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Hepatitis C Infected Health Care Workers




1 Exposure prone procedures are those invasive procedures where there is a risk that injury to the worker may result in the exposure of the patient's open tissues to the blood of the worker. These include procedures where the worker's gloved hands may be in contact with sharp instruments, needle tips or sharp tissues (e.g. spicules of bone or teeth) inside a patient's open body cavity, wound or confined anatomical space where the hands or fingertips may not be completely visible at all times. However, other situations, such as pre-hospital trauma care and care of patients where the risk of biting is regular and predictable, should be avoided by health care workers restricted from performing exposure prone procedures.

2 When there is any doubt about whether a procedure is exposure prone or not, advice should be sought in the first instance from a consultant occupational health physician who may in turn wish to consult the UK Advisory Panel for Health Care Workers Infected with Blood-borne Viruses (UKAP). Some examples of advice given by UKAP about exposure prone procedures are provided in Guidance on the management of HIV/AIDS infected health care workers and patient notification(issued in Scotland under cover of NHS MEL (1999) 29). 16 These may serve as a guide but cannot be seen as necessarily generally applicable as the working practices of individual health care workers vary.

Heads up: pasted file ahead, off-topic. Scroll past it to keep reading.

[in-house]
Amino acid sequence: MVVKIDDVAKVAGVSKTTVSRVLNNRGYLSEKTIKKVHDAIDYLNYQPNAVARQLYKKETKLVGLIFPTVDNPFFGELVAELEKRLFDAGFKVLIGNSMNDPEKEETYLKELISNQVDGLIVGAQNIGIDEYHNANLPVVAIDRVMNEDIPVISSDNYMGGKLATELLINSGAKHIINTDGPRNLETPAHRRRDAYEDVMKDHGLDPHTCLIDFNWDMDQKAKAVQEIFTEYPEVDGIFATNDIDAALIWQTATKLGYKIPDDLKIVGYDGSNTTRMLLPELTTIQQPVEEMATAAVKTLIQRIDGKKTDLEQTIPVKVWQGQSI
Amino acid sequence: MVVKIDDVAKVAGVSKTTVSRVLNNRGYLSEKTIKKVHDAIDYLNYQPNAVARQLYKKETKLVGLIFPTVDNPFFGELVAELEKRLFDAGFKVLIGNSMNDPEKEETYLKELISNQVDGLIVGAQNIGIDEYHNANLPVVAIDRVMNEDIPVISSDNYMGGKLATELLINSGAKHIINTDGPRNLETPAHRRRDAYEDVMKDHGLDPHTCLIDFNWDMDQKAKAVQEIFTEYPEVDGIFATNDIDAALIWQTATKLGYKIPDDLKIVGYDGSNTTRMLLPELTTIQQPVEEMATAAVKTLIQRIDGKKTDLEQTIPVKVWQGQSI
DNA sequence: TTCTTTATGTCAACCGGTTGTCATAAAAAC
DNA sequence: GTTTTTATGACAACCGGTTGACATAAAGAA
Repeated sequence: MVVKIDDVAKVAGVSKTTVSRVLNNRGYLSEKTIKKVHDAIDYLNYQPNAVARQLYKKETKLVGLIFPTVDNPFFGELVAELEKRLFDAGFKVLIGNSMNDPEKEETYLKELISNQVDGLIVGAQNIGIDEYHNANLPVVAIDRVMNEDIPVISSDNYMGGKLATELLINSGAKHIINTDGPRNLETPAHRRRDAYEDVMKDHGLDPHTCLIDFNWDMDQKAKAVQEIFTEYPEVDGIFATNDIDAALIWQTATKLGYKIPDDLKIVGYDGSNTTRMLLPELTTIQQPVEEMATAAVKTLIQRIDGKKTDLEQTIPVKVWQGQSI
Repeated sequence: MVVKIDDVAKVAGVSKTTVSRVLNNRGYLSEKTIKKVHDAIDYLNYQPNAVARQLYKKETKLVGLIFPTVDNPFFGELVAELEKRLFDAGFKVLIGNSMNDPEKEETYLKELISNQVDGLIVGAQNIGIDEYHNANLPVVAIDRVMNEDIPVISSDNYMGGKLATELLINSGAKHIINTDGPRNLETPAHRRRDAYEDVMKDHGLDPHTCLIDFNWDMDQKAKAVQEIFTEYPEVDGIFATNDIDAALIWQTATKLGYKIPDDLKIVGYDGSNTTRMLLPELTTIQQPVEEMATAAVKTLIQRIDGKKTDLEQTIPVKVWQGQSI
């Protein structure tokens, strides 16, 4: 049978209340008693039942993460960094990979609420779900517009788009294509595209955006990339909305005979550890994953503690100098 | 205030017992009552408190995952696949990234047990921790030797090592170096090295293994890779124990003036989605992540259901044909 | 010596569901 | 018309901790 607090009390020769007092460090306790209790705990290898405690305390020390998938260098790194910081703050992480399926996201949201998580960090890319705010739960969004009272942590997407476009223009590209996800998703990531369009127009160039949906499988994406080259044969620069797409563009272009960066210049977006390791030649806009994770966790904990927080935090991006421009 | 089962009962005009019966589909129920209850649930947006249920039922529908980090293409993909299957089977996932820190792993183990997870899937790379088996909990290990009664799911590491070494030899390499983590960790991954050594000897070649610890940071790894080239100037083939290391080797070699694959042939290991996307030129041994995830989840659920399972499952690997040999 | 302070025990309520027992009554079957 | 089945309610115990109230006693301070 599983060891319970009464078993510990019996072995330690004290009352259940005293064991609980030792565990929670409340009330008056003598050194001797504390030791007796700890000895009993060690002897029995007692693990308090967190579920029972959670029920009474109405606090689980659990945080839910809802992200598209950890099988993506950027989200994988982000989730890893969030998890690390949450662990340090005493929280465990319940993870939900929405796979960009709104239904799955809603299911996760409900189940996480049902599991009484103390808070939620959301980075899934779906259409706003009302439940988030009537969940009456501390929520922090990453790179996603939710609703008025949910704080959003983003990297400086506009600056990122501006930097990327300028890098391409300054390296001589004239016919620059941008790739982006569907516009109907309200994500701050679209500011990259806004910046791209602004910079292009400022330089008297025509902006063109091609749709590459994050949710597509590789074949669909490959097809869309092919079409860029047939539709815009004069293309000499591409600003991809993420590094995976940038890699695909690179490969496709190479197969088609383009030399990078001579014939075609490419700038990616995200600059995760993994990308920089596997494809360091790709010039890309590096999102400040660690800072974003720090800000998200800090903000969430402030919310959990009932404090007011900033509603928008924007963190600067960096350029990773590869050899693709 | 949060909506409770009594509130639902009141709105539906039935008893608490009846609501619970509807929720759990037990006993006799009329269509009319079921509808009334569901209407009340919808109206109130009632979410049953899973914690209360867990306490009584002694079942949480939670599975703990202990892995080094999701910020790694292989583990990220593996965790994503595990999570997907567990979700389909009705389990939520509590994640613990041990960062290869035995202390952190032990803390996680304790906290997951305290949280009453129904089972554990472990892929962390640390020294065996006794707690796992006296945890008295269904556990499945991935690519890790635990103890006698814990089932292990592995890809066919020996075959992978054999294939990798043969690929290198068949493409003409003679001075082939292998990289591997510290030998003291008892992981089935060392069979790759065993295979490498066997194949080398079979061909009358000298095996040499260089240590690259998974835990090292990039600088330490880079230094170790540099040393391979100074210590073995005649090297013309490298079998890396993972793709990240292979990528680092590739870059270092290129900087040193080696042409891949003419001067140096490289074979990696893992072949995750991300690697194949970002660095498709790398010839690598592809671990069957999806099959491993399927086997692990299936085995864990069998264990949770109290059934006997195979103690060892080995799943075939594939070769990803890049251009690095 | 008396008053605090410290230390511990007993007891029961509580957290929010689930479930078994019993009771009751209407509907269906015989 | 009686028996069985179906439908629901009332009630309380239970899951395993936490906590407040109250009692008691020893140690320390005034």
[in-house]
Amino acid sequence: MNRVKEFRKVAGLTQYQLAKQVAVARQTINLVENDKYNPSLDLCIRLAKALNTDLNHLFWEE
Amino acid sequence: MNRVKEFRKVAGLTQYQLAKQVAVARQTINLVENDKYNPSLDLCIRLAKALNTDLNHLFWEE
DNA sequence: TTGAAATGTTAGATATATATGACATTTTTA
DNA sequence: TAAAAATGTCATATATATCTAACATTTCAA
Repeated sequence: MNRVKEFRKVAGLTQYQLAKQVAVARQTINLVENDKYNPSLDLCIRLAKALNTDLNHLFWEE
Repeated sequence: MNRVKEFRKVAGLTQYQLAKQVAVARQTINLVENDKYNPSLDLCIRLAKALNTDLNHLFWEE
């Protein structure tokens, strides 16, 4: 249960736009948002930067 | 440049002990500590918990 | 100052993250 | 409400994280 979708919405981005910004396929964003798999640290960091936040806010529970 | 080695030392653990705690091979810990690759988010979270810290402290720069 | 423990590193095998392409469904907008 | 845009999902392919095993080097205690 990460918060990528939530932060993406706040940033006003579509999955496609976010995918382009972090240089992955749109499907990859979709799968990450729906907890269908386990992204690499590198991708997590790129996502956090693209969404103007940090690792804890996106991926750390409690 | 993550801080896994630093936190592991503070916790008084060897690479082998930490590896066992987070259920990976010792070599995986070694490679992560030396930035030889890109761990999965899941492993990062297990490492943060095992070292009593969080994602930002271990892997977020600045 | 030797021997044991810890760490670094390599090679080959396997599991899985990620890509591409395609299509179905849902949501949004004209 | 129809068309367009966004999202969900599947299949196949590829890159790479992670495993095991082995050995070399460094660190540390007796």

3 Procedures where the hands and fingertips of the worker are visible and outside the patient's body at all times, and internal examinations or procedures that do not involve possible injury to the worker's gloved hands from sharp instruments and/or tissues, are considered not to be exposure prone provided routine infection control procedures are adhered to at all times.

4 Examples of procedures that are not exposure prone include:

  • taking blood (venepuncture);

  • setting up and maintaining IV lines or central lines (provided any skin tunnelling procedure used for the latter is performed in a non-exposure prone manner i.e. without the operator's fingers being at any time concealed in the patient's tissues in the presence of a sharp instrument);

  • minor surface suturing;

  • the incision of external abscesses;

  • routine vaginal or rectal examinations;

  • simple endoscopic procedures.

5 The decision whether a hepatitis C infected worker should continue to perform a procedure which itself is not exposure prone should take into account the risk of complications arising which necessitate the performance of an exposure prone procedure; only reasonably predictable complications need to be considered in this context.